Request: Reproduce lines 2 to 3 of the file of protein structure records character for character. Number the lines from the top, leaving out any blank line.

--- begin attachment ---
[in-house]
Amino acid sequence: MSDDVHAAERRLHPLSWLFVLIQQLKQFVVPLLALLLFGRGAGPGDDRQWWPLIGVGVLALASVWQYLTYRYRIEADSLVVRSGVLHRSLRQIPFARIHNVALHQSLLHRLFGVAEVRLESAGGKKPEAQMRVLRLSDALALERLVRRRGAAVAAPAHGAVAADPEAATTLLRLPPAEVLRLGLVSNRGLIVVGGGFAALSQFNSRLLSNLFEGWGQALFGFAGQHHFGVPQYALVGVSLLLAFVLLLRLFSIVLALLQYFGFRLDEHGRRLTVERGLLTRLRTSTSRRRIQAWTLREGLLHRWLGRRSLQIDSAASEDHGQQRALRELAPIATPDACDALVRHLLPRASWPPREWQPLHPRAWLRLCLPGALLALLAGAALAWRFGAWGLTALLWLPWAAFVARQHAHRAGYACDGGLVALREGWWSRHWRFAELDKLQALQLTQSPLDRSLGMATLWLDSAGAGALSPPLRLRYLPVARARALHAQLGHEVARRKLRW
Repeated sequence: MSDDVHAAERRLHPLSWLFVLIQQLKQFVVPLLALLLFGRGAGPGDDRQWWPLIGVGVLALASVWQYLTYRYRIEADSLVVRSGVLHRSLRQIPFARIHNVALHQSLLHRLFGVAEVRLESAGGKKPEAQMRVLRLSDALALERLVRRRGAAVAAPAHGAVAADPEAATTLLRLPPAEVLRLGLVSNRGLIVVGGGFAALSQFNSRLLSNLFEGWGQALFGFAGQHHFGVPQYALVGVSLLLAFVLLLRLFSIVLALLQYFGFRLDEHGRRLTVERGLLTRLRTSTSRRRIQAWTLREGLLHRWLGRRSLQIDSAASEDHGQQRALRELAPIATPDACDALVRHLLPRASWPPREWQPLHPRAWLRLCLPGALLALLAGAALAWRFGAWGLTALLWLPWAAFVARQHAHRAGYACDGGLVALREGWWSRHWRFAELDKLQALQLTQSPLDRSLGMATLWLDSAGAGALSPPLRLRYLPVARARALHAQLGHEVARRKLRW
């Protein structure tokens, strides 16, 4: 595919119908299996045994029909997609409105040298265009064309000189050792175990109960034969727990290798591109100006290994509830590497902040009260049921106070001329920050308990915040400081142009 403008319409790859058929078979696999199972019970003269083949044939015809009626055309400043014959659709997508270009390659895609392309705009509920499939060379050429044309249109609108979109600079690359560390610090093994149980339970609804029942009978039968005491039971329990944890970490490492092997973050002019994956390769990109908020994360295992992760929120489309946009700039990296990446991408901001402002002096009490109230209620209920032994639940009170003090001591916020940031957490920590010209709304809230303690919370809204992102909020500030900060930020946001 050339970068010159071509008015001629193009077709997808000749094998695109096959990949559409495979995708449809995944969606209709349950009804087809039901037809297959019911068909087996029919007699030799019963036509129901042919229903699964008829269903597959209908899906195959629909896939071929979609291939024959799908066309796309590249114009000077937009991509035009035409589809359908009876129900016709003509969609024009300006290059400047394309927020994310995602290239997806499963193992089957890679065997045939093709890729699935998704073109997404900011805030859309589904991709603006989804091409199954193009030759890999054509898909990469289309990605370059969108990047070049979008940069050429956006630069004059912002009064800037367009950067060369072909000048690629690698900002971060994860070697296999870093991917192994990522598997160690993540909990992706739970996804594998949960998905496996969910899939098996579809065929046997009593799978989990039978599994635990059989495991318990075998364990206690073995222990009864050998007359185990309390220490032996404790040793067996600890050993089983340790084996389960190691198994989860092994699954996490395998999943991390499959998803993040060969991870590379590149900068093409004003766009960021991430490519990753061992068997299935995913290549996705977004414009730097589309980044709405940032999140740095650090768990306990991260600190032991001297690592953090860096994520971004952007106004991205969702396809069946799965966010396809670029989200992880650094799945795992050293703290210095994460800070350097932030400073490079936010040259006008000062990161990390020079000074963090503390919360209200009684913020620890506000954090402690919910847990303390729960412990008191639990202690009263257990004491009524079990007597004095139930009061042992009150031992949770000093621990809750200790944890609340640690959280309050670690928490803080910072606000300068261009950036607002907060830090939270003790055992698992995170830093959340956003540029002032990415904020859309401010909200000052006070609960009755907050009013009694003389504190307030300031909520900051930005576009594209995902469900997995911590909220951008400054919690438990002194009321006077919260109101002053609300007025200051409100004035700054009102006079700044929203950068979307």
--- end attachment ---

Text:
Amino acid sequence: MSDDVHAAERRLHPLSWLFVLIQQLKQFVVPLLALLLFGRGAGPGDDRQWWPLIGVGVLALASVWQYLTYRYRIEADSLVVRSGVLHRSLRQIPFARIHNVALHQSLLHRLFGVAEVRLESAGGKKPEAQMRVLRLSDALALERLVRRRGAAVAAPAHGAVAADPEAATTLLRLPPAEVLRLGLVSNRGLIVVGGGFAALSQFNSRLLSNLFEGWGQALFGFAGQHHFGVPQYALVGVSLLLAFVLLLRLFSIVLALLQYFGFRLDEHGRRLTVERGLLTRLRTSTSRRRIQAWTLREGLLHRWLGRRSLQIDSAASEDHGQQRALRELAPIATPDACDALVRHLLPRASWPPREWQPLHPRAWLRLCLPGALLALLAGAALAWRFGAWGLTALLWLPWAAFVARQHAHRAGYACDGGLVALREGWWSRHWRFAELDKLQALQLTQSPLDRSLGMATLWLDSAGAGALSPPLRLRYLPVARARALHAQLGHEVARRKLRW
Repeated sequence: MSDDVHAAERRLHPLSWLFVLIQQLKQFVVPLLALLLFGRGAGPGDDRQWWPLIGVGVLALASVWQYLTYRYRIEADSLVVRSGVLHRSLRQIPFARIHNVALHQSLLHRLFGVAEVRLESAGGKKPEAQMRVLRLSDALALERLVRRRGAAVAAPAHGAVAADPEAATTLLRLPPAEVLRLGLVSNRGLIVVGGGFAALSQFNSRLLSNLFEGWGQALFGFAGQHHFGVPQYALVGVSLLLAFVLLLRLFSIVLALLQYFGFRLDEHGRRLTVERGLLTRLRTSTSRRRIQAWTLREGLLHRWLGRRSLQIDSAASEDHGQQRALRELAPIATPDACDALVRHLLPRASWPPREWQPLHPRAWLRLCLPGALLALLAGAALAWRFGAWGLTALLWLPWAAFVARQHAHRAGYACDGGLVALREGWWSRHWRFAELDKLQALQLTQSPLDRSLGMATLWLDSAGAGALSPPLRLRYLPVARARALHAQLGHEVARRKLRW